Todd A. Ward, PhD, BCBA-D & Zachary H. Morford, PhD, BCBA-D
Brett DiNovi, M.A., BCBA
Brett DiNovi & Associates
The private experience of emotions has been a difficult topic for behavior analysts. Though radical behaviorists don’t deny the existence of emotions and other private events, behavior analysts have had a harder time figuring out exactly where emotions fit in a science that emphasizes the observable and the measureable. Some behavior analysts talk about emotions as indicators of contingencies, while others talk about them them as by-products of motivating operations.
Regardless of your theoretical approach to emotions, learning to identify how others are feeling is a critical skill in navigating social situations, and it’s a skill that many individuals on the autism spectrum don’t have. In a recent video, Heather Nunziato (BCBA) with Brett DiNovi & Associates discussed a video clip from the television show “Parenthood,” in which a character on the autism spectrum, Max, was required to apologize to another student. Unfortunately, Max didn’t know how to apologize. In the clip he learned from his cousin Amber how to identify when someone is sad, and how to effectively deliver an apology.
Heather pointed out the effective behavior analytic techniques that Amber used to teach Max how to apologize. Amber first used tact training. She showed Max a video of someone apologizing and prompted Max to tact what that person might have be feeling and the observable behaviors that made him say that. Next, Max practiced his apology in front of Amber by imitating the apology in the video. Amber reinforced approximations to the video model (shaping) using praise and an edible, and prompted Max to change his voice tone, loudness, and eye gaze. Throughout the clip Amber demonstrated fantastic behavior analytic skill—not only by using video modeling, tact training, shaping, and reinforcement, but also by taking advantage of a natural opportunity for Max to say, “Thank you.” After Max had successfully imitated the apology, Amber required him to say “thank you” in order to receive the edible reinforcer.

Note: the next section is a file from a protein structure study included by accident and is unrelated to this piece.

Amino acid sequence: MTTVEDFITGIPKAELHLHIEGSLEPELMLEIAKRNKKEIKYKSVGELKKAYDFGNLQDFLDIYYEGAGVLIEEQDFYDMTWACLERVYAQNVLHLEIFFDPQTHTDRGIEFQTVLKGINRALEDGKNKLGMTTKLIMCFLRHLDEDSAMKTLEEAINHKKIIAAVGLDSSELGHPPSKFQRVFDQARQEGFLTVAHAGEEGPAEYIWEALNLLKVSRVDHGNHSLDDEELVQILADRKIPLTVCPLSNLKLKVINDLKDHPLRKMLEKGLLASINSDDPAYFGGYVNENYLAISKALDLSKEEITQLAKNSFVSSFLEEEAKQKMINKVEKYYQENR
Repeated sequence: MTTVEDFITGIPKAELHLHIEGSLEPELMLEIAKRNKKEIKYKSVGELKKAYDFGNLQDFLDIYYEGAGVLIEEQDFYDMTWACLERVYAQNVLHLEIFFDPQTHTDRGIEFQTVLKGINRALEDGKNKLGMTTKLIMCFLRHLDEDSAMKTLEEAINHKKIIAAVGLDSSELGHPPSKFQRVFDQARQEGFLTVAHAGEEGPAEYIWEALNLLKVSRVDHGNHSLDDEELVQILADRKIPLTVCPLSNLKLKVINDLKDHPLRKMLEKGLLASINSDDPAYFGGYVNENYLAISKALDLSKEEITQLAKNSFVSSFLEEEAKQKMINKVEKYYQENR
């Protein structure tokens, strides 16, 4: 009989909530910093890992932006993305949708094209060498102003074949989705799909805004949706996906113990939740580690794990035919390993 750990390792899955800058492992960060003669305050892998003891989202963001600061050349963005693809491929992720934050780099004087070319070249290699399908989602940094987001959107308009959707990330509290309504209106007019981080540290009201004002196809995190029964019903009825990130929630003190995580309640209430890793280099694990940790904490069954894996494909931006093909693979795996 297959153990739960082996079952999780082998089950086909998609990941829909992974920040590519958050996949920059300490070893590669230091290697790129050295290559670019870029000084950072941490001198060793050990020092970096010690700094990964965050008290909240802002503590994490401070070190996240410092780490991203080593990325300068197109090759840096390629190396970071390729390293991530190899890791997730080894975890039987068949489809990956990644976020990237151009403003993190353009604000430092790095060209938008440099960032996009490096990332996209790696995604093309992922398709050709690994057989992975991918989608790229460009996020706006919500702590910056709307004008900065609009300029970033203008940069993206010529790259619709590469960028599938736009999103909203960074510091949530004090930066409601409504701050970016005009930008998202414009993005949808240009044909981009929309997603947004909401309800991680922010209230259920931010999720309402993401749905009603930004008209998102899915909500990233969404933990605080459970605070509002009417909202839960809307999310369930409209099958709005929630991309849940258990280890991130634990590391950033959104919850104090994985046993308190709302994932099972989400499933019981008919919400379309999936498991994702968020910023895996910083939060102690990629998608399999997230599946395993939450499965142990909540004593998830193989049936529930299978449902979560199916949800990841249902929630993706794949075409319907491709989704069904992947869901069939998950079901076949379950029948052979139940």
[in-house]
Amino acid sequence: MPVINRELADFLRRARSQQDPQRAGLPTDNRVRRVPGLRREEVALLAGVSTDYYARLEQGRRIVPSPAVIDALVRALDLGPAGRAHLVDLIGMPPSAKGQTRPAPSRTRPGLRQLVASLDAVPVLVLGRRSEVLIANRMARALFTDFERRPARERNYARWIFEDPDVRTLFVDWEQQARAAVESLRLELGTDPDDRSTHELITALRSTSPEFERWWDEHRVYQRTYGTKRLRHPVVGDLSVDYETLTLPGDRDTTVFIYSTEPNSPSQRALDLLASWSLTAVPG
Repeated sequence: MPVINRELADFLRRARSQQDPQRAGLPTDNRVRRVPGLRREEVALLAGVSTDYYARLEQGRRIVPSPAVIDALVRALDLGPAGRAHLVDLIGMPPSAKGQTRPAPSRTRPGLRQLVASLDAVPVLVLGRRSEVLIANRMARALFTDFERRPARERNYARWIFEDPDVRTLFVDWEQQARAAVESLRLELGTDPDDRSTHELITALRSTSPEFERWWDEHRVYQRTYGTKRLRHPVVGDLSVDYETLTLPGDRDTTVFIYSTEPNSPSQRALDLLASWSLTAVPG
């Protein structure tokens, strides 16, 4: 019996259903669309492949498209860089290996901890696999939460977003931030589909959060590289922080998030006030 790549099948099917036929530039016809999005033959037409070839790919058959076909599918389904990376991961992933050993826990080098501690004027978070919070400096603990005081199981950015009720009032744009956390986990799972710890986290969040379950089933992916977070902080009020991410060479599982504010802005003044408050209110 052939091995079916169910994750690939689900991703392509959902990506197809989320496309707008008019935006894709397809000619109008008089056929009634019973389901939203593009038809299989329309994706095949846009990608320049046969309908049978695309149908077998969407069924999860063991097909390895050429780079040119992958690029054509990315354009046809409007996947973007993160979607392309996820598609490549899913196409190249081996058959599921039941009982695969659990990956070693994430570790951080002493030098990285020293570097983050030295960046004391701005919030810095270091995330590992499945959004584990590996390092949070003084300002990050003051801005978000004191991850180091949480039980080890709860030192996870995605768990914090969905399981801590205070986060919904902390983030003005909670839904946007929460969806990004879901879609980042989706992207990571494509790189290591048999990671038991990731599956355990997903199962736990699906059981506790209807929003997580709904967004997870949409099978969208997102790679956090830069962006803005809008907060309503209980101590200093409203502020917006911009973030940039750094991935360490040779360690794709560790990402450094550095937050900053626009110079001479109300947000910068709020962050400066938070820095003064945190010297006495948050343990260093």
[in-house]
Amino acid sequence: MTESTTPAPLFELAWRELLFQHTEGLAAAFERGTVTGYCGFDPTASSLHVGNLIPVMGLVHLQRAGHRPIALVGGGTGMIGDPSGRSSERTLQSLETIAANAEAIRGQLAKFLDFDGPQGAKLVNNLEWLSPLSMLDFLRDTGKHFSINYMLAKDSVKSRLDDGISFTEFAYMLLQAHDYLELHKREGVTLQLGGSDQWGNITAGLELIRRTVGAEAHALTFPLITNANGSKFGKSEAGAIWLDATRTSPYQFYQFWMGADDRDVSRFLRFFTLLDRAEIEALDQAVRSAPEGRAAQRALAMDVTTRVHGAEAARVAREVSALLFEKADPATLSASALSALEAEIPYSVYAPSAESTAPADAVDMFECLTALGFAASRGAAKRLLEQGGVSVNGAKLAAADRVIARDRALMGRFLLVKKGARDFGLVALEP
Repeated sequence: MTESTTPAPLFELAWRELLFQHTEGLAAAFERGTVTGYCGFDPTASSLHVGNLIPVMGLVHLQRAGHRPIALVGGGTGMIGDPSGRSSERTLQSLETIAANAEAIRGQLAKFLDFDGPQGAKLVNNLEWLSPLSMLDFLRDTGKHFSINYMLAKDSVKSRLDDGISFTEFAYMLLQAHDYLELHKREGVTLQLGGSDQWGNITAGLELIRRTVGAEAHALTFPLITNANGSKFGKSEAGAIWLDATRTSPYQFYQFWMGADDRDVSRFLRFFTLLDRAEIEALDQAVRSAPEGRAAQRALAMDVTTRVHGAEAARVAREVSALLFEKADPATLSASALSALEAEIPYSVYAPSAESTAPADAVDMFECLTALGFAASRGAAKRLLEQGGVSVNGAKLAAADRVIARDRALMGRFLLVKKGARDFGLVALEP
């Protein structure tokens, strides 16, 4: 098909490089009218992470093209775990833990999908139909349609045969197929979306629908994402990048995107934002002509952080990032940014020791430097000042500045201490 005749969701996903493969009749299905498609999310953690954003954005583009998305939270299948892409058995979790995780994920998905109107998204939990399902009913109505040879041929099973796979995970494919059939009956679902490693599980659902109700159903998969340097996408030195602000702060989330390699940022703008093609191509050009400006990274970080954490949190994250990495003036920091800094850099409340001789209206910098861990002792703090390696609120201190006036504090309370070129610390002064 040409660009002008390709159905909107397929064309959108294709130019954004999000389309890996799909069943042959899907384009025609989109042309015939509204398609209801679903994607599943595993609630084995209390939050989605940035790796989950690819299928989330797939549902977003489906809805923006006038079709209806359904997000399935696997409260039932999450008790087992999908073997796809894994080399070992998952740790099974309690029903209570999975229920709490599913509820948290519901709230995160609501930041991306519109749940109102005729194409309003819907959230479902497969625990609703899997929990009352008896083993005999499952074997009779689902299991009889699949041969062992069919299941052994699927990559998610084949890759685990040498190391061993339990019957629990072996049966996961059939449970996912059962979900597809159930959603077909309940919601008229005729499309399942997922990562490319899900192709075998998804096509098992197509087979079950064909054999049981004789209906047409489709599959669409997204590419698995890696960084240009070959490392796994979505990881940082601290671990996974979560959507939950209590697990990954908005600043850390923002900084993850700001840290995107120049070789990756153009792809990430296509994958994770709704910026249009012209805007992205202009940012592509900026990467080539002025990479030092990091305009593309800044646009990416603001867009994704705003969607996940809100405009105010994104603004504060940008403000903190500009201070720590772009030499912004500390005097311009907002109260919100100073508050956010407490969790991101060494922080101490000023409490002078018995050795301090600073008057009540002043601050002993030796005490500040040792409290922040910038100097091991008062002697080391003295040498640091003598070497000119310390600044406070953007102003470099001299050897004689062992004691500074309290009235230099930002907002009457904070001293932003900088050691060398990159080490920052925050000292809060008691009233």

Towards the end of the video, Heather made an excellent point that once a terminal response has been taught using shaping, it is important to maintain reinforcement for that response so that the response maintains. In this case, the primary reinforcer for Max was the edible. Though it might have been effective for teaching the apology, it is important that the social consequences provided by others for apologizing start to reinforce the delivery of the apology.
In a recently published article, Deric Toney and Linda Hayes explored the intricacies of apologies and forgiveness from a behavior analytic perspective. They provided a functional account of the contingencies that operate in a situation when one person offends another. In their account, the forgiving response ultimately serves as the reinforce for the apology. Accounts like this one might be useful when working with clients like Max—where a behavior analyst has to explicitly teach someone how to identify emotions and interact with others.